Wednesday, July 6, 2011

Colorectal Cancer: Screening Rates Up; New Cases and Mortality Down

A new federal report out yesterday may put some wind in the sails of those who work in the field of cancer prevention.  The July 5 issue of CDC's Morbidity and Mortality Weekly Report shows that rates of screening for colorectal cancer have been climbing steadily between 2002 and 2010, with a related drop in rates of new cases and mortality from the disease (report).  Over that eight year period, the percentage of people between ages 50 - 75 who got recommended screening tests rose from 52 percent to 65 percent.  Rates of new cases (incidence rate) and death from colorectal cancer over that period declined by three percent each year (see figure).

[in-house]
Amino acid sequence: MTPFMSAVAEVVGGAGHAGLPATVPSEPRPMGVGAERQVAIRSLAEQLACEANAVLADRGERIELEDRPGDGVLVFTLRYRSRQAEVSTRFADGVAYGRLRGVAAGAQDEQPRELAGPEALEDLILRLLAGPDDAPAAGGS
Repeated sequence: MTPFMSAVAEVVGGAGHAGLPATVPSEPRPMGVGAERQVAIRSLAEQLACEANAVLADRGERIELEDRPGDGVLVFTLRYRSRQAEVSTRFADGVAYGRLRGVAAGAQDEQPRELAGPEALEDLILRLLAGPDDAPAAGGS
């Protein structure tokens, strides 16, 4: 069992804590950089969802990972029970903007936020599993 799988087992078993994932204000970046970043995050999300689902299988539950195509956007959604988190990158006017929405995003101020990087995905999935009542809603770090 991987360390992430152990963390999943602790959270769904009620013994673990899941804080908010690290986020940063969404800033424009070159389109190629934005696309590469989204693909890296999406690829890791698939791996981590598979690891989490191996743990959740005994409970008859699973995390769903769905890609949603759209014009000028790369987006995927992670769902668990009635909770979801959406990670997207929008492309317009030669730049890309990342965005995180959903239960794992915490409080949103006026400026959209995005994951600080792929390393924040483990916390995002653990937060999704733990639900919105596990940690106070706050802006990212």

Unlike screening for some other cancers, screening for colon cancer can both find the disease early when its most treatable and prevent the disease by finding and removing pre-cancerous growths.  For more on screening and lowering the risk of colorectal cancer, visit Your Disease Risk (www.yourdiseaserisk.wustl.edu).

The figure above shows declines in colorectal cancer (CRC) incidence from 59.5 per 100,000 population in 1975 to 44.7 in 2007 and in the CRC death rate from 28.6 per 100,000 population in 1976 to 16.7 in 2007 and the corresponding Healthy People 2020 targets of 38.6 per 100,000 and 14.5, respectively. Source CDC MMWR, July 5, 2011 (Fig 3)

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